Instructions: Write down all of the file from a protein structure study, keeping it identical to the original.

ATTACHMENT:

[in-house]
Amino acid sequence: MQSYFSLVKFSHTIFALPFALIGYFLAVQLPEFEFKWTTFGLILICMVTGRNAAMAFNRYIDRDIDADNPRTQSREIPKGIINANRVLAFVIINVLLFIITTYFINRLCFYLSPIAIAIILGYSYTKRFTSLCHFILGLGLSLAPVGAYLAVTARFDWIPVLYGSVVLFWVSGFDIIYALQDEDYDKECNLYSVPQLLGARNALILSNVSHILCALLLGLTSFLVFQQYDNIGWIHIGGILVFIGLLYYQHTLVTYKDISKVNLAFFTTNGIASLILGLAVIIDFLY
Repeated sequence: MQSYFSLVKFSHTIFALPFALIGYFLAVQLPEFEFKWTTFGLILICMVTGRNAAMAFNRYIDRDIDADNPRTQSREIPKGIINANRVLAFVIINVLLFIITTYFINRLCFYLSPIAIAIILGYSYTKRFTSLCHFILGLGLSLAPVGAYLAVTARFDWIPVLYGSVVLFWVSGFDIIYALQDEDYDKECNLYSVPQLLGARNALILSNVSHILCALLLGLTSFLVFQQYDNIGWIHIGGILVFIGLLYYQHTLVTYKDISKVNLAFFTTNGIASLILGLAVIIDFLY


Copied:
[in-house]
Amino acid sequence: MQSYFSLVKFSHTIFALPFALIGYFLAVQLPEFEFKWTTFGLILICMVTGRNAAMAFNRYIDRDIDADNPRTQSREIPKGIINANRVLAFVIINVLLFIITTYFINRLCFYLSPIAIAIILGYSYTKRFTSLCHFILGLGLSLAPVGAYLAVTARFDWIPVLYGSVVLFWVSGFDIIYALQDEDYDKECNLYSVPQLLGARNALILSNVSHILCALLLGLTSFLVFQQYDNIGWIHIGGILVFIGLLYYQHTLVTYKDISKVNLAFFTTNGIASLILGLAVIIDFLY
Repeated sequence: MQSYFSLVKFSHTIFALPFALIGYFLAVQLPEFEFKWTTFGLILICMVTGRNAAMAFNRYIDRDIDADNPRTQSREIPKGIINANRVLAFVIINVLLFIITTYFINRLCFYLSPIAIAIILGYSYTKRFTSLCHFILGLGLSLAPVGAYLAVTARFDWIPVLYGSVVLFWVSGFDIIYALQDEDYDKECNLYSVPQLLGARNALILSNVSHILCALLLGLTSFLVFQQYDNIGWIHIGGILVFIGLLYYQHTLVTYKDISKVNLAFFTTNGIASLILGLAVIIDFLY